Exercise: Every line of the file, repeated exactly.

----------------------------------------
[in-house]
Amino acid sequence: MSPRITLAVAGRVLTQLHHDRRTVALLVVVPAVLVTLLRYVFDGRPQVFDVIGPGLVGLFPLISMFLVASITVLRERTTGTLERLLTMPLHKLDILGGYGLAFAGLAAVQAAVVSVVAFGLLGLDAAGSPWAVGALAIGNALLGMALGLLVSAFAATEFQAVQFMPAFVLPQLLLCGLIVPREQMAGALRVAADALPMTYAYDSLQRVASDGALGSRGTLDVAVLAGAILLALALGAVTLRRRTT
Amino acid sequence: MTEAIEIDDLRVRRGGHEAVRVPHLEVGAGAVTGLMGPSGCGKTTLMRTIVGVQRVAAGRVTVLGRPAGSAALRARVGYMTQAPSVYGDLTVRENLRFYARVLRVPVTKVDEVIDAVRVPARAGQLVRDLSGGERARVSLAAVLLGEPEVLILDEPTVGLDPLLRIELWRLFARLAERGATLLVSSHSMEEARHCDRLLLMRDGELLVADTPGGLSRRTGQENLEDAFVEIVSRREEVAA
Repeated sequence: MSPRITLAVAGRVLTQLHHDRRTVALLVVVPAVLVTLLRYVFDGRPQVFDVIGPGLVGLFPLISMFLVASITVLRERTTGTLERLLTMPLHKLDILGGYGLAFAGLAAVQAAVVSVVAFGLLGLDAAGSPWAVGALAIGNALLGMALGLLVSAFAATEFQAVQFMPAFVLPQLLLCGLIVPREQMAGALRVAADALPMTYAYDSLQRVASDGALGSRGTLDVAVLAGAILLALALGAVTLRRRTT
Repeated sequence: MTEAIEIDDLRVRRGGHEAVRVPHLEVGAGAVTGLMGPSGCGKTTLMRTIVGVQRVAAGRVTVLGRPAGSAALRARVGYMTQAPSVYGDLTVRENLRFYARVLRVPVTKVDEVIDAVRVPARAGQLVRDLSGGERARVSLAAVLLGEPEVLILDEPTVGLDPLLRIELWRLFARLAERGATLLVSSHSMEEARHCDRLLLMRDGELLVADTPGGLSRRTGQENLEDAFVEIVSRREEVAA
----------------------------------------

[in-house]
Amino acid sequence: MSPRITLAVAGRVLTQLHHDRRTVALLVVVPAVLVTLLRYVFDGRPQVFDVIGPGLVGLFPLISMFLVASITVLRERTTGTLERLLTMPLHKLDILGGYGLAFAGLAAVQAAVVSVVAFGLLGLDAAGSPWAVGALAIGNALLGMALGLLVSAFAATEFQAVQFMPAFVLPQLLLCGLIVPREQMAGALRVAADALPMTYAYDSLQRVASDGALGSRGTLDVAVLAGAILLALALGAVTLRRRTT
Amino acid sequence: MTEAIEIDDLRVRRGGHEAVRVPHLEVGAGAVTGLMGPSGCGKTTLMRTIVGVQRVAAGRVTVLGRPAGSAALRARVGYMTQAPSVYGDLTVRENLRFYARVLRVPVTKVDEVIDAVRVPARAGQLVRDLSGGERARVSLAAVLLGEPEVLILDEPTVGLDPLLRIELWRLFARLAERGATLLVSSHSMEEARHCDRLLLMRDGELLVADTPGGLSRRTGQENLEDAFVEIVSRREEVAA
Repeated sequence: MSPRITLAVAGRVLTQLHHDRRTVALLVVVPAVLVTLLRYVFDGRPQVFDVIGPGLVGLFPLISMFLVASITVLRERTTGTLERLLTMPLHKLDILGGYGLAFAGLAAVQAAVVSVVAFGLLGLDAAGSPWAVGALAIGNALLGMALGLLVSAFAATEFQAVQFMPAFVLPQLLLCGLIVPREQMAGALRVAADALPMTYAYDSLQRVASDGALGSRGTLDVAVLAGAILLALALGAVTLRRRTT
Repeated sequence: MTEAIEIDDLRVRRGGHEAVRVPHLEVGAGAVTGLMGPSGCGKTTLMRTIVGVQRVAAGRVTVLGRPAGSAALRARVGYMTQAPSVYGDLTVRENLRFYARVLRVPVTKVDEVIDAVRVPARAGQLVRDLSGGERARVSLAAVLLGEPEVLILDEPTVGLDPLLRIELWRLFARLAERGATLLVSSHSMEEARHCDRLLLMRDGELLVADTPGGLSRRTGQENLEDAFVEIVSRREEVAA